of or relating to a college, , school, or other educational institution, especially one for higher education:
pertaining to areas of study that are not primarily vocational or applied, as the humanities or pure mathematics.
theoretical or hypothetical; not practical, realistic, or directly useful:
an academic question; an academic discussion of a matter already decided.
learned or scholarly but lacking in worldliness, common sense, or practicality.
conforming to set rules, standards, or traditions; conventional:
acquired by formal education, especially at a college or university:
academic preparation for the ministry.
(initial capital letter) of or relating to Academe or to the Platonic school of philosophy.
a student or teacher at a college or university.
a person who is academic in background, attitudes, methods, etc.:
He was by temperament an academic, concerned with books and the arts.
(initial capital letter) a person who supports or advocates the Platonic school of philosophy.
academics, the scholarly activities of a school or university, as classroom studies or research projects:
more emphasis on academics and less on athletics.
A Muslim writing an academic book about Jesus is groundbreaking.
Jesus Needs Reza Aslan, Author of ‘Zealot’ Kirsten Powers August 10, 2013
Moore plays a gynecologist (hoo boy) with an academic husband (Liam Neeson) who is obviously cheating on her.
The Campiest Movie of the Year Choire Sicha March 27, 2010
From the recent low of 564,766 in the 2005-2006 academic year, enrollment has risen sharply.
Give Me Your Studious: American Universities Are Prolific Exporters Daniel Gross August 21, 2013
The law effectively shields retailers from lawsuits, academic study and public scrutiny.
Are Gun Accidents ‘Very Rare’? David Frum February 19, 2013
Lawmakers can travel at taxpayer expense or accept free trips to symposiums paid for by academic institutions and think tanks.
Exclusive: Congressional Travel Spikes, Despite Vows of Austerity Laura Colarusso June 12, 2011
The College was planted at a time when law was not treated, even in England, as a part of academic instruction.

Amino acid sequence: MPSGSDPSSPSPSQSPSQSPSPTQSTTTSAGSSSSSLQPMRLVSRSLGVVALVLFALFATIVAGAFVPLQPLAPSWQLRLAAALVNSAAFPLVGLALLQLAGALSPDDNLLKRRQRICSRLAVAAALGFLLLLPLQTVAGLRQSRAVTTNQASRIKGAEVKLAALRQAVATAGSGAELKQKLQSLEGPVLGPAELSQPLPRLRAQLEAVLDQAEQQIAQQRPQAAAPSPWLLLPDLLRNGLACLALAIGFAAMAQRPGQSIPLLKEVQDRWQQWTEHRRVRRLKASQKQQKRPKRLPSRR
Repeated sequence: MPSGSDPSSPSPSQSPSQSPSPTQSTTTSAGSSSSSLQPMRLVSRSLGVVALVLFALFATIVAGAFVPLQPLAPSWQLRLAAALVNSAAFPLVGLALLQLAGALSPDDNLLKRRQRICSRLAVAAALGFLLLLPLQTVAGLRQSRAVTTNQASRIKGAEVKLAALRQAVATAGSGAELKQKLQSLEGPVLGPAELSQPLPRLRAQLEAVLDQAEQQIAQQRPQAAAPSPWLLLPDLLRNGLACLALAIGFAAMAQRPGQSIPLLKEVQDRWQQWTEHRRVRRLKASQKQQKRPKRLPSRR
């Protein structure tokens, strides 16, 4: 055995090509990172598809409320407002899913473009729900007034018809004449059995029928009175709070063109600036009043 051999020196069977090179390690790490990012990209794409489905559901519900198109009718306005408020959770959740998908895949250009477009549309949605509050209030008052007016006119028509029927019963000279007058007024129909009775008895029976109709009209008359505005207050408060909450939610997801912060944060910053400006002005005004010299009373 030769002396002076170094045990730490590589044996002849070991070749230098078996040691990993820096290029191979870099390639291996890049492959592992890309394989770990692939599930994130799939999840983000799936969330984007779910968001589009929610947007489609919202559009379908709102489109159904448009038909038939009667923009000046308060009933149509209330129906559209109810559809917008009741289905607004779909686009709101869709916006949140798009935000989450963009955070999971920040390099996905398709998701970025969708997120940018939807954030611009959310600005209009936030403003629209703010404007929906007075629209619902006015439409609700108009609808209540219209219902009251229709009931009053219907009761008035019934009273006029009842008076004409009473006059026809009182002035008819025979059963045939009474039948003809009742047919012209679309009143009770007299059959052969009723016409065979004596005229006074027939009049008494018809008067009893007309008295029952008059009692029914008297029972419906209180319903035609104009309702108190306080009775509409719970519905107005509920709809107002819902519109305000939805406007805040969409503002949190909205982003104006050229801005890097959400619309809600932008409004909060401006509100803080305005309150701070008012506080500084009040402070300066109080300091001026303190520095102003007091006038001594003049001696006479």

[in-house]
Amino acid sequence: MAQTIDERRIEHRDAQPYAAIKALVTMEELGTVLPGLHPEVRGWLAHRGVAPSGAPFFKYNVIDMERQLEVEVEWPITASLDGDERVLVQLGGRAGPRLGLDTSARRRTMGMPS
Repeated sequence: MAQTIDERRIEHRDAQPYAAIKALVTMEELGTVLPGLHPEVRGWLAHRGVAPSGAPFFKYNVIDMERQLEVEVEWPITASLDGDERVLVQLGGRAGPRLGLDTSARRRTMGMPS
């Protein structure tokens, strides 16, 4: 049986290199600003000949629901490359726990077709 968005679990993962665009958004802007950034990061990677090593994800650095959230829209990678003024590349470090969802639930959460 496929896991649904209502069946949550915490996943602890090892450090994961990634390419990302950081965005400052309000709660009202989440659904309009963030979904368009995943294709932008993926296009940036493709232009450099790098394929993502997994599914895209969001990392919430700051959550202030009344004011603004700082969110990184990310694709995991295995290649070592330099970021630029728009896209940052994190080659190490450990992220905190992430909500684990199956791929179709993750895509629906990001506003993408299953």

Charles Sumner; His Complete Works, Volume III (of 20) Charles Sumner
The academic product is, it must be remembered, a bundle of conventions.
The Curse of Education Harold E. Gorst
Hatred of the academic model made Leys bring art back to its sources.
The History of Modern Painting, Volume 1 (of 4) Richard Muther
A successful teacher of an academy, raises the standard of academic instruction.
The Teacher Jacob Abbott
“They don’t read the service until the grave is filled in,” said Lean, pressing his lips to an academic expression.
Last Words Stephen Crane
belonging or relating to a place of learning, esp a college, university, or academy
of purely theoretical or speculative interest: an academic argument
excessively concerned with intellectual matters and lacking experience of practical affairs
(esp of a schoolchild) having an aptitude for study
conforming to set rules and traditions; conventional: an academic painter
relating to studies such as languages, philosophy, and pure science, rather than applied, technical, or professional studies
a member of a college or university
1580s, “relating to an academy,” also “collegiate, scholarly,” from Latin academicus “of the Academy,” from academia (see academy). Meaning “theoretical, not practical, not leading to a decision” (such as university debates or classroom legal exercises) is from 1886. Academic freedom is attested from 1901. Related: Academically.
- Anti abuse
to use wrongly or improperly; misuse: to abuse one’s authority. to treat in a harmful, injurious, or offensive way: to abuse a horse; to abuse one’s eyesight. to speak insultingly, harshly, and unjustly to or about; revile; malign. to commit sexual assault upon. Obsolete. to deceive or mislead. wrong or improper use; misuse: the abuse […]
the management of any office, business, or organization; direction. the function of a political state in exercising its governmental duties. the duty or duties of an in exercising the executive functions of the position. the management by an of such duties. a body of , especially in government. (often initial capital letter) the executive branch […]
uniting, as glue; causing adhesion. an agglutinating agent. Historical Examples The clay acts as an agglutinant, and the straw as a reinforcement. Cottage Building in Cob, Pis, Chalk and Clay Clough Williams-Ellis agglutinant ag·glu·ti·nant (ə-glōōt’n-ənt) n. A substance that holds parts together or causes agglutination.
effective in retarding the effects of aging: Chemists hope to produce an antiaging drug.